Office of Operations
21st Century Operations Using 21st Century Technologies

Raising Awareness of Artificial Intelligence for Transportation Systems Management and Operations

Chapter 3. Commercialization of Artificial Intelligence Technologies

In this chapter, the capabilities of commercial artificial intelligence (AI) platforms will be presented. In software terminology, a "platform" generally describes a suite of software applications and components that work together to address a variety of functions. Since there are hundreds if not thousands of commercial offerings, this chapter will focus on the major offerings from Google, Microsoft, and Amazon and specialty categories relevant to transportation systems management and operations (TSMO). As all commercial companies continue to quickly add to their capabilities, feature sets will likely continue to evolve, platforms will continue to become easier to use, and cost of ownership or use is likely to decrease. This view of commercial capabilities should be considered just a snapshot of early 2019 and should not be considered an endorsement of any particular provider or technology services. After reading this chapter, you should have an appreciation of the technical maturity and capabilities of major platforms for development of AI applications.

This chapter is organized as follows:

  • The state of the practice in commercialization of AI.
  • A summary of the capabilities of major AI technologies offered by Google, Amazon, and Microsoft.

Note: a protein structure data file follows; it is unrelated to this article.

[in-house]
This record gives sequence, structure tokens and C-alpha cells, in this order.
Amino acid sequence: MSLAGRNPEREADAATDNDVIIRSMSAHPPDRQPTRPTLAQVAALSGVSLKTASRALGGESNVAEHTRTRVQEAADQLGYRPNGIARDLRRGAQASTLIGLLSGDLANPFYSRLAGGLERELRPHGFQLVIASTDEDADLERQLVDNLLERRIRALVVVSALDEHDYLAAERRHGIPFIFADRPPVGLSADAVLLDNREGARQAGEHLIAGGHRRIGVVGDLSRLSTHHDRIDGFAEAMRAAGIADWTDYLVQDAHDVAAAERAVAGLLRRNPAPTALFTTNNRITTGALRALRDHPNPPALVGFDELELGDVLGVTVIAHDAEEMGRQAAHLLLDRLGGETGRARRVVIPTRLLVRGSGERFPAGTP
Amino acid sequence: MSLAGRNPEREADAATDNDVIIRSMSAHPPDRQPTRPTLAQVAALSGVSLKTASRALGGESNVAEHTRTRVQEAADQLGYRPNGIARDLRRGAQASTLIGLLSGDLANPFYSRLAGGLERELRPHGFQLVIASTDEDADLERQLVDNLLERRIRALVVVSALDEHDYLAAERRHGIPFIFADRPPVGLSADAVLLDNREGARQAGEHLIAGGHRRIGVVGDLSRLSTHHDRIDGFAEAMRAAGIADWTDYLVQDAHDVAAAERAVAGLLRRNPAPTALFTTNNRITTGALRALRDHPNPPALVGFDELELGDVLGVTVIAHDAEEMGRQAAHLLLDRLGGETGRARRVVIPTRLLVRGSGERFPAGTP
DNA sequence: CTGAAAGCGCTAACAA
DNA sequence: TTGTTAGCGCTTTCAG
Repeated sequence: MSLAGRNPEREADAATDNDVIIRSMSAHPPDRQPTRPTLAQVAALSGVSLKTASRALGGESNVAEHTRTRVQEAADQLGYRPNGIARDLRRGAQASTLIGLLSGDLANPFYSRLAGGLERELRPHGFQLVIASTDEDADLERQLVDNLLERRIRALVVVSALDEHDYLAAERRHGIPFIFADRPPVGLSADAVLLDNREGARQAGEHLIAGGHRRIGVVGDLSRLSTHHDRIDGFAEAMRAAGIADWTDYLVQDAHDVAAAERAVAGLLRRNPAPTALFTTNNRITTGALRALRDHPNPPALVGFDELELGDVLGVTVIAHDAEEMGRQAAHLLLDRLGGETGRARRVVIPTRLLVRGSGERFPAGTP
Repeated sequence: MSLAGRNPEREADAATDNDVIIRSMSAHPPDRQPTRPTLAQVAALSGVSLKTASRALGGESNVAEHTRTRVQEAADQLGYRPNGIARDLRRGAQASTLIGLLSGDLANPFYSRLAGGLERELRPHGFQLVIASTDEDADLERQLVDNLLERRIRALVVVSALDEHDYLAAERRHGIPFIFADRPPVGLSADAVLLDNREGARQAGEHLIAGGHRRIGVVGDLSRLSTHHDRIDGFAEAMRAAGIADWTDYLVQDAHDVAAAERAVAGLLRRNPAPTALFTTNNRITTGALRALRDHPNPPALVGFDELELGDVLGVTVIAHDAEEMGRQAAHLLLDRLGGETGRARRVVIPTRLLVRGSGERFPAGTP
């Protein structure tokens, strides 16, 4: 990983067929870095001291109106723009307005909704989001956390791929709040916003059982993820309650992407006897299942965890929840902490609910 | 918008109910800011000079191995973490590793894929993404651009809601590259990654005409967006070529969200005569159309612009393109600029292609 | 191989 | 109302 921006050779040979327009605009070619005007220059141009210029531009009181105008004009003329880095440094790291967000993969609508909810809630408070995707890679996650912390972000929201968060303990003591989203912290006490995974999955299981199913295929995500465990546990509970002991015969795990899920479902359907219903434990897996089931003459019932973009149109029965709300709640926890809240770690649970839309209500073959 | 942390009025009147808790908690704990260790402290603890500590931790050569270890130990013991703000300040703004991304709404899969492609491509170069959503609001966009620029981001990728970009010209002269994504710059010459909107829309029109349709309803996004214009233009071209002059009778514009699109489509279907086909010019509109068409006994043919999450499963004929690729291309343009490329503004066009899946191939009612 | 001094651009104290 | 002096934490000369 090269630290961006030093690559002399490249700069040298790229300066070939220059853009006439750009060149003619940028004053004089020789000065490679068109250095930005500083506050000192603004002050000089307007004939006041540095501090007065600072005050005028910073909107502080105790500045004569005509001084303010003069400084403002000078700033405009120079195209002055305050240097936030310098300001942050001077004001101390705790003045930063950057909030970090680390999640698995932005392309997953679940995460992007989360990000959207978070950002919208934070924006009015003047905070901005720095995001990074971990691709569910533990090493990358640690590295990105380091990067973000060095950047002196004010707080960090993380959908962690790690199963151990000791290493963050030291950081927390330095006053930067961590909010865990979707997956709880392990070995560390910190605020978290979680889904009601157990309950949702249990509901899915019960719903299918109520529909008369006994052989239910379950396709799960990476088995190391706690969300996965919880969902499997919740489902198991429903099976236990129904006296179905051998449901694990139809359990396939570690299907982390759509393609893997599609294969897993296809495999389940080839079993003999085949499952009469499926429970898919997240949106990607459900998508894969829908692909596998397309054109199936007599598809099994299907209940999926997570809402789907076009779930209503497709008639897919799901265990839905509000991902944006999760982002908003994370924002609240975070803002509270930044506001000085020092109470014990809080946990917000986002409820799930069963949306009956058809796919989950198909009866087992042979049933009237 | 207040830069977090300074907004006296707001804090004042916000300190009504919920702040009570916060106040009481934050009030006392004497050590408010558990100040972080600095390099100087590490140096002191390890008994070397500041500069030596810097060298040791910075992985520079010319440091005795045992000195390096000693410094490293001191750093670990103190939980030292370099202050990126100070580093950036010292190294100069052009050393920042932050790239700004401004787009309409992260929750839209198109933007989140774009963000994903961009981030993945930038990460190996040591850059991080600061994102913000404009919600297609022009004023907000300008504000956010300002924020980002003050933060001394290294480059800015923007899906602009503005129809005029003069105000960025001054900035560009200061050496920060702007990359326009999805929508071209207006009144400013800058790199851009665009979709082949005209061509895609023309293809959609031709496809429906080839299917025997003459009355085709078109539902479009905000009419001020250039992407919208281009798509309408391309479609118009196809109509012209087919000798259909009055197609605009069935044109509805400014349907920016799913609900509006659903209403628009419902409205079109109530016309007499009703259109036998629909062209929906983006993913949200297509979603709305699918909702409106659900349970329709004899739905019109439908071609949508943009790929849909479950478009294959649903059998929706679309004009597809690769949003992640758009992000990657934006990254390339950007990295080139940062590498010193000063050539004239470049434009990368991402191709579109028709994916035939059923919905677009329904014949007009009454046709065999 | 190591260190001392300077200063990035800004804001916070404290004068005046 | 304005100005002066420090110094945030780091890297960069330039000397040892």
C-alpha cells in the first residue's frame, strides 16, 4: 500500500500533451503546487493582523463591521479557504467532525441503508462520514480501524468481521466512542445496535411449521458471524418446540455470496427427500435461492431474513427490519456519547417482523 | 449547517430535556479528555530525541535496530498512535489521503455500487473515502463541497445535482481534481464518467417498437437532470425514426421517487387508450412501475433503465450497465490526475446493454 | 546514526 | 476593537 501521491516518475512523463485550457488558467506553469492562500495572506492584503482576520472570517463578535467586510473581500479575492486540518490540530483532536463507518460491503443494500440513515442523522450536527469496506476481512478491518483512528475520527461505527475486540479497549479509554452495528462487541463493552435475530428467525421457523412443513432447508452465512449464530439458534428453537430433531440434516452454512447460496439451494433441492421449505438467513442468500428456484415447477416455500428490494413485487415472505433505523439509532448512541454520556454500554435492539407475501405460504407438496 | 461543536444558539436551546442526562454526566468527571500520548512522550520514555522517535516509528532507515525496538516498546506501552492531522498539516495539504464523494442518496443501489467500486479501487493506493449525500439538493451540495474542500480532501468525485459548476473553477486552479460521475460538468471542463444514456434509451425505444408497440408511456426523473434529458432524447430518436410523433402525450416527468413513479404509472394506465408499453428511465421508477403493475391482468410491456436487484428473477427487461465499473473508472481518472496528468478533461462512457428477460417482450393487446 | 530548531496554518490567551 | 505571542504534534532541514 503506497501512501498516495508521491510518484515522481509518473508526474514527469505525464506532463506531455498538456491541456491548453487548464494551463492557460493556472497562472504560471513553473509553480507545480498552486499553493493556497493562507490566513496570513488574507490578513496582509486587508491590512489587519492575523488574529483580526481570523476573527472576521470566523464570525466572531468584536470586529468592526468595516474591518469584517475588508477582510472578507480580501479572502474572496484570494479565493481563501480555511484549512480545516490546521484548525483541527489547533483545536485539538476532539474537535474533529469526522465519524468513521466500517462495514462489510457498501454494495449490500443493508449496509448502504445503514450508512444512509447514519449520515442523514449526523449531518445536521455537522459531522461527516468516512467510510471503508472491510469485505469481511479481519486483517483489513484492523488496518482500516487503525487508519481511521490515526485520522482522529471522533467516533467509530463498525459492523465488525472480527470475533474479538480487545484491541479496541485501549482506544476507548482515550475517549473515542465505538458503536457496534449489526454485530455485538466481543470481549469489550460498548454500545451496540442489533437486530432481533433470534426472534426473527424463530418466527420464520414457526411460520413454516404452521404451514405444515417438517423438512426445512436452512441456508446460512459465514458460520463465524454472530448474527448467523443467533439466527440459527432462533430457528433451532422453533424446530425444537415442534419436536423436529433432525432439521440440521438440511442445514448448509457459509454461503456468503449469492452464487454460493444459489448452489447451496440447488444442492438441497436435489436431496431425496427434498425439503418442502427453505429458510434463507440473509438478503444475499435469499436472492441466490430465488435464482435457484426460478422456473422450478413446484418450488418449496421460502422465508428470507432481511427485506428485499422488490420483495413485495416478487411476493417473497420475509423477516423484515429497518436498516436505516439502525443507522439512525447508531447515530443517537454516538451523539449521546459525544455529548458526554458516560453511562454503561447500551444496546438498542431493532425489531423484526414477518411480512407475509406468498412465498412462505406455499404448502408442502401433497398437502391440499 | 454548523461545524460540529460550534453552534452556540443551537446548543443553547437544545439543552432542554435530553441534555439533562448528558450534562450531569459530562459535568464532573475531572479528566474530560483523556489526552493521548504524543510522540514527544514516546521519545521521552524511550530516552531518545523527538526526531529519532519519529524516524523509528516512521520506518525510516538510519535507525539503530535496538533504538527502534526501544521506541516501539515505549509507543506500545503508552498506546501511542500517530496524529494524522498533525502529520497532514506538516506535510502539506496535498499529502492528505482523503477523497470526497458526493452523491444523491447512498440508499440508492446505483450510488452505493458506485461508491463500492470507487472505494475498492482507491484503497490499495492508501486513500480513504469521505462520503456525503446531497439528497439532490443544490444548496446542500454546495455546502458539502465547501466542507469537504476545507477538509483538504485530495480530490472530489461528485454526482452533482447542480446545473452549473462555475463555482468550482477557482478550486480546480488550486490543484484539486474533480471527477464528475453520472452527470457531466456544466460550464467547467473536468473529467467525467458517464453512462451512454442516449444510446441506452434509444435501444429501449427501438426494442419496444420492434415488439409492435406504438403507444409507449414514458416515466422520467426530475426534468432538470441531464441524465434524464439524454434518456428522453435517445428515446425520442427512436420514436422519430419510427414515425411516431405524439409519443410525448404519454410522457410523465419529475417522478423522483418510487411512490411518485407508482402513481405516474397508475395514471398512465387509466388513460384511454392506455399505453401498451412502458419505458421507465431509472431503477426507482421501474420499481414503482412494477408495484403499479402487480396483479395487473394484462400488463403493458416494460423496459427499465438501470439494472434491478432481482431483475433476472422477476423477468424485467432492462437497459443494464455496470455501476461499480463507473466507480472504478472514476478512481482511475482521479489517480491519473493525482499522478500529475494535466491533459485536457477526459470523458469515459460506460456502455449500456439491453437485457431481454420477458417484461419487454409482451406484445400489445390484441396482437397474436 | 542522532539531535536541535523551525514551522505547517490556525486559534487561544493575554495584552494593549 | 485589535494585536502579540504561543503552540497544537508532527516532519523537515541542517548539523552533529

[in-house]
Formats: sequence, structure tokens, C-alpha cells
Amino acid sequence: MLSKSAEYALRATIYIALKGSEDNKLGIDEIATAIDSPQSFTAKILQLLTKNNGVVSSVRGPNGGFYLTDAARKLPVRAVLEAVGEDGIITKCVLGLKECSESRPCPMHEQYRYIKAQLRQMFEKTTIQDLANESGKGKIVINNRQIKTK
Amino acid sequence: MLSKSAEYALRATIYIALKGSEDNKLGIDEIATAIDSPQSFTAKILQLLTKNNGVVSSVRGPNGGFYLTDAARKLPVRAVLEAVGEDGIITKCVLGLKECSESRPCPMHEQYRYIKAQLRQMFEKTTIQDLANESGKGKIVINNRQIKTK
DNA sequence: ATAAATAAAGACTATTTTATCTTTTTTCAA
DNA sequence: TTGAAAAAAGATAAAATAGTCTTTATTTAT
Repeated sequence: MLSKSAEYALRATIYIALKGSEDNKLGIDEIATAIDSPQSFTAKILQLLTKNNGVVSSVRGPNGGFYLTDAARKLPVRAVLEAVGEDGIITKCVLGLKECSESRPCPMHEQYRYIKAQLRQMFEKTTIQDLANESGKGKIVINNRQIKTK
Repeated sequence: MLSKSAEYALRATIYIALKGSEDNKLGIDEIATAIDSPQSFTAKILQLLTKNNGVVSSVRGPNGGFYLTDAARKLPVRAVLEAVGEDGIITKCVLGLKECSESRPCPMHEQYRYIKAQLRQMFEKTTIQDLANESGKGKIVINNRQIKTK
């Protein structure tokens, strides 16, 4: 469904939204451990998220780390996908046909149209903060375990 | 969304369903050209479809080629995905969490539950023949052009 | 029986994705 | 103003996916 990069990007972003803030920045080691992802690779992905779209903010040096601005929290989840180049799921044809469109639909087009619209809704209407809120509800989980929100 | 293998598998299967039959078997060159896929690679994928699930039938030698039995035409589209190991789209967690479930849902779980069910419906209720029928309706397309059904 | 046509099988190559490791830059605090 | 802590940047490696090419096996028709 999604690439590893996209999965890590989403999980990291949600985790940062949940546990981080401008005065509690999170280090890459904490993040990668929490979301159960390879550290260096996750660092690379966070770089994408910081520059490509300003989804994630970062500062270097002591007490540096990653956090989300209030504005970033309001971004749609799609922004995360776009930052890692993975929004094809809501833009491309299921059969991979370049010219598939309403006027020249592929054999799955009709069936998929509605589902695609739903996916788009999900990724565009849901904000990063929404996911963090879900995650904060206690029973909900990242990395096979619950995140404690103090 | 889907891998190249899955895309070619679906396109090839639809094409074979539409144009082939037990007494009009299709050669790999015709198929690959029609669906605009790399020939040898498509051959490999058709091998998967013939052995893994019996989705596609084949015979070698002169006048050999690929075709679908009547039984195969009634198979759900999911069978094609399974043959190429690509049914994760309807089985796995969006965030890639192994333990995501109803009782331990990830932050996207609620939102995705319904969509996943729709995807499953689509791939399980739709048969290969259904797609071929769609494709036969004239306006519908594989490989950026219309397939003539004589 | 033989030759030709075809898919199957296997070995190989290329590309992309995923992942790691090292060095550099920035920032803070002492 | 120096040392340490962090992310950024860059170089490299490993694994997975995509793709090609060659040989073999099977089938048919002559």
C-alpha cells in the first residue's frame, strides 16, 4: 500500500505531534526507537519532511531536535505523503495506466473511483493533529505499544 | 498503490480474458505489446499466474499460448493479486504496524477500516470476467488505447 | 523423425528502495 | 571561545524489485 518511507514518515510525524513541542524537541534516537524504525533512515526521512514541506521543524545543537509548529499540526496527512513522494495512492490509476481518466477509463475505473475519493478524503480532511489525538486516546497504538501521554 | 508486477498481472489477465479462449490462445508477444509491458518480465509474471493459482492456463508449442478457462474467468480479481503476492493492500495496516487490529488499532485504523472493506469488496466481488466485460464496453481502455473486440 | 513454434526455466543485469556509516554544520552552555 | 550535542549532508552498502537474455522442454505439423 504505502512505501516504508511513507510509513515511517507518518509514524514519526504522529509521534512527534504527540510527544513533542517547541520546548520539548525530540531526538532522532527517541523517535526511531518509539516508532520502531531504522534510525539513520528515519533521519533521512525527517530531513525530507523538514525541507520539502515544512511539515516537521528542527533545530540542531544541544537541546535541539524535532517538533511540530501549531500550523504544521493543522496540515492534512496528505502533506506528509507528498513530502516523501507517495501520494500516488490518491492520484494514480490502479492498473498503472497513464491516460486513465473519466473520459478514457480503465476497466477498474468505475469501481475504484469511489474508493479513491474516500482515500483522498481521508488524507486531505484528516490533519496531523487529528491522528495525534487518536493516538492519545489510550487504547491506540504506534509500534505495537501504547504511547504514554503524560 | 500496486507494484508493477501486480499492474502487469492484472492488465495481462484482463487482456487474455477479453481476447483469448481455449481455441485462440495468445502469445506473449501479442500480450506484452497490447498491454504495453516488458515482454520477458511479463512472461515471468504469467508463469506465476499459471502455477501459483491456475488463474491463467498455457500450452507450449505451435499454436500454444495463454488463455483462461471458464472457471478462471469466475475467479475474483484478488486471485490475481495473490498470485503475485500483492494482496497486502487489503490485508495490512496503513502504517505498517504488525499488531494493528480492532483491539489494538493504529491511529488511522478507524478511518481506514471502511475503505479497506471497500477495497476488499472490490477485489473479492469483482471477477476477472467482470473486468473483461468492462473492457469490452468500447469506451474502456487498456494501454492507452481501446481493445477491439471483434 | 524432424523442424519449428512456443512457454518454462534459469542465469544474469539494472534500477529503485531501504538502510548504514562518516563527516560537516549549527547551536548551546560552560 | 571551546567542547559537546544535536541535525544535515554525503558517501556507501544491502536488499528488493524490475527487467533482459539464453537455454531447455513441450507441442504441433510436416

• Expected AI capabilities in the future based on current publicized roadmaps from major platform providers.
  • How such systems and technologies are typically procured and monetized.

State of the Practice and Commercialization of Artificial Intelligence

There are almost 1,000 commercial companies involved in providing software and services in some way or another related to AI. According to Gartner, widespread adoption of AI is still emerging across all industries.41 It would generally be true that the larger the organization, the more likely they would be to adopt or pilot AI technologies. Costs associated with software procurement, software development, and database development and population can be substantial while the corresponding expected improvements may be unknown. Larger organizations (from a TSMO perspective, this would imply larger State departments of transportation (DOT) and the largest cities) generally have more tolerance for downside investment risk with the potential for substantial at-scale benefits if successful.

AI technologies also integrate common functions of business intelligence (BI) technologies include reporting, online analytical processing, analytics, data mining, process mining, complex event processing, business performance management, benchmarking, text mining, predictive analytics, and prescriptive analytics. Typically, AI technologies are used to handle large amounts of structured and sometimes unstructured data and aim to allow for the easy interpretation or use of this data. In commercial terms, AI is envisioned to provide users of the various technologies with a competitive advantage by identifying new opportunities and implementing an effective strategy based on insights.42 For infrastructure owners and operators (IOO), use of AI in its various forms may reduce costs, augment staff, improve staff efficiency, provide suggested solutions that humans may not have thought through in advance, and provide conveniences in the transportation management center (TMC) similar to those enjoyed by staff on their personal time such as turning on lights and voice activation of other actions. IOOs will need to consider if it is more effective to purchase such AI functions as a service (aaS) or develop and maintain such applications on-premise or in-house. With the current state of the practice in AI, the answer will likely be some hybrid of both methods where AI solution providers/vendors (which could include universities in addition to private companies) use "aaS" technologies in software that is sold to the IOO as a packaged software product.